We had initially believed that the Elizabeth street photograph had been taken by Goss as a single photograph, but during a visit at the City of Toronto Archives, archivist Jessica Ehrenworth explained that the photograph was part of a whole panoramic series comprising of at least seven known photographs that Goss had taken near the intersection of Elizabeth Street and Louisa within days (and a few months) respectively. Suddenly, in addition to one particular historic moment captured by Goss, there were at least six more photographs of street scenes and the Elizabeth Street view quite literally expanded and opened out at the four corners of the photograph as we scanned and scrutinized the additional photographs for any further information and details. Moving across the individual images, a panorama unfolds, taking the viewer further south along Elizabeth Street, and bringing into view many more children standing, and sitting, along the sides, and centres, of the photographs.

‘Stepping across’ the thresholds of the houses in the photographs

Jessica Ehrenworth also shared old plates and maps of Ward 3, and tax assessment rolls for the Ward from the 1880s up to the 1920s with us. These assessment rolls include the names of inhabitants on Elizabeth Street, their age and occupation, whether they were tenants or freeholders, religion, number of occupants, the owner’s name, size of the lot, value of property. Number 49 Elizabeth Street was home to 9-recorded occupants. The two little girls in Goss’ picture might have been the daughters or neighbors of, for example, Samuel Altman, 32, Taylor, Jewish; Solomon Shapira, 47, Painter, Jewish; Morris Krakopsky, 31 Furrier, Jewish or Samuel Kinkel, 35, Newsagent, Jewish.

We were told that, as this entire section of the Ward was going to be demolished to make way for the (new) Registry of Deeds and Land Titles – Goss had been commissioned to photographically document much of it. These are threshold pictures in a double sense: the children frequently stood on the threshold between street and pavement, between door and house, but also the neighbourhood itself on the threshold of disappearing. This of course cannot be apparent from simply looking at the photograph; the photograph is unable to communicate that within months all of Louisa street and half of Elizabeth street will be gone.

Aura’ of the original glass plate, near loss and recovery

We had also requested to look at the original glass plate negatives taken by Goss in 1912. Viewing the original glass plate brought home even more so the compositional and technical skills Goss had. The material imperfections of the photographic developer became more visible – as a unique material object, the glass plate had retained an aura. The caption on the glass plate simply said: ‘New Registry Office Site, May 15th, 1912. South West Corner Elizabeth & Louisa Street’. It has been possible to enlarge the original glass plate without losing any significant details. At the same time, the photograph felt much more fragile and precious.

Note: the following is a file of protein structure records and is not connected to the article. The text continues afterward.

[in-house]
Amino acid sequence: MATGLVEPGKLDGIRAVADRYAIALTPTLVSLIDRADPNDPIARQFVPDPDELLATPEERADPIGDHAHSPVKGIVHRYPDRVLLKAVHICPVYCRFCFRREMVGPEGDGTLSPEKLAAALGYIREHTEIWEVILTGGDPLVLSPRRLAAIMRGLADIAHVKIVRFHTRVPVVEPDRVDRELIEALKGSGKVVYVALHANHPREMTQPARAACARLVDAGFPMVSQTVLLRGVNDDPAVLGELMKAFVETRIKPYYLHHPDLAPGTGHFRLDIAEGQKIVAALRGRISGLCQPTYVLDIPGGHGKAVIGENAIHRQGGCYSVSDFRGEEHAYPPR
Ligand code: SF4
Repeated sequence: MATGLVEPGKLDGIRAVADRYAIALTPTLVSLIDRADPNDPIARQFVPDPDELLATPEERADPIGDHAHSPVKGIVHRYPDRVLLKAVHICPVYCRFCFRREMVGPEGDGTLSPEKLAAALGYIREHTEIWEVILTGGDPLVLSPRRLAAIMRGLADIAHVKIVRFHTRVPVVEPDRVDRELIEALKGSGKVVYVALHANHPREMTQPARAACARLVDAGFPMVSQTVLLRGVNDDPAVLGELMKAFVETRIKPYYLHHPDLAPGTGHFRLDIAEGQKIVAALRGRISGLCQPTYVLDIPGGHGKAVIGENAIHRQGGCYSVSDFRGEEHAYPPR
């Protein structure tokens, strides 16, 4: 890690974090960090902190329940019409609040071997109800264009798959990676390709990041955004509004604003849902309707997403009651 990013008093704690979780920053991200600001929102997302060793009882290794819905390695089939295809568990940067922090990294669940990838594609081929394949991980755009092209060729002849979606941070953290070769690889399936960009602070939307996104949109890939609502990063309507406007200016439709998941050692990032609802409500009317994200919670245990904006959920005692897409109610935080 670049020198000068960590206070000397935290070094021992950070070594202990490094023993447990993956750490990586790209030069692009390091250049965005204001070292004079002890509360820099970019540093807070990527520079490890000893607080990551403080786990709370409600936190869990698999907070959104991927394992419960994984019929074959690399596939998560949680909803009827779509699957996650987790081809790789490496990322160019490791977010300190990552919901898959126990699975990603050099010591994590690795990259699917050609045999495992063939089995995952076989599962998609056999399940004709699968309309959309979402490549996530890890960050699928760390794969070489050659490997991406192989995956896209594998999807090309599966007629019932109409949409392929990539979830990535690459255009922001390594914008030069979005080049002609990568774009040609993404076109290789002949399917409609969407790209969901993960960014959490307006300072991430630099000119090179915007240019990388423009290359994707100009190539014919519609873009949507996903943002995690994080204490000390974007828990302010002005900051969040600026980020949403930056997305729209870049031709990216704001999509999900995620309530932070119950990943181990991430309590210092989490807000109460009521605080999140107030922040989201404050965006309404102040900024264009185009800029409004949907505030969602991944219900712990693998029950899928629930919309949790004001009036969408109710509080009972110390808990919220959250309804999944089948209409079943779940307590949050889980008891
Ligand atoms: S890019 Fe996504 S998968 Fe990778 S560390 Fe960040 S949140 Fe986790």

The plate’s survival had indeed been a lot more fragile than we could have anticipated. It had, quite literally, been on the threshold of being lost, but was recovered. We learned that it had lain forgotten in a box in the attic of Toronto’s old City Hall for many decades, as did other plates by Goss. In 1960, Toronto’s first appointed archivist for the City of Toronto’s newly founded central archives, Robert Woadden, rediscovered the plate together with 30,000 other glass negatives depicting the city’s development from 1911 onwards.[6] This dormant archive might have disappeared completely from view, but the glass plates were salvaged and taken on various circuits of production, re-entering into new relations, circumstances and purposes away from their original mission, to diversified audiences. With the advent of official archival record keeping, a transformation of photographs, negatives and other municipal documents into archives could begin. The photographs’ survival bears witness to the former presence, in the streets, of its youngest residents, and to some of the infrastructures and houses.

Appeal of photography

Within a few years, by 1915, Toronto’s first Registry of Deeds and Land Titles office had been built on the site; it stood at the former intersection of Elizabeth street and Louisa Street. [7]

The Ward had embarked on a process of changing from a predominately residential area with small, local shops to reemerging as the new administrative centre of Toronto. The migrant community that had made The Ward their home since the 1880s was pushed further out. Like the occupants and homes of Elizabeth Street, several of the original streets of the Ward disappeared completely. More than half of Elizabeth and Albert streets were lost. Louisa Street was eventually completely absorbed when the New City Hall was built.

FIG 2 Postcard captioned, ‘New City Hall under construction June 22nd, 1964’, Canadian Architectural Archives

No longer in line with the 1960s vision of the city, the Registry office itself was torn down in 1964, just after construction of the New City Hall had been completed. Reflecting back at working with archival photographs, the late writer W.G. Sebald commented that he would frequently try to imagine what happened to the people in the photographs what conjunctures or life trajectories the subjects faced subsequently.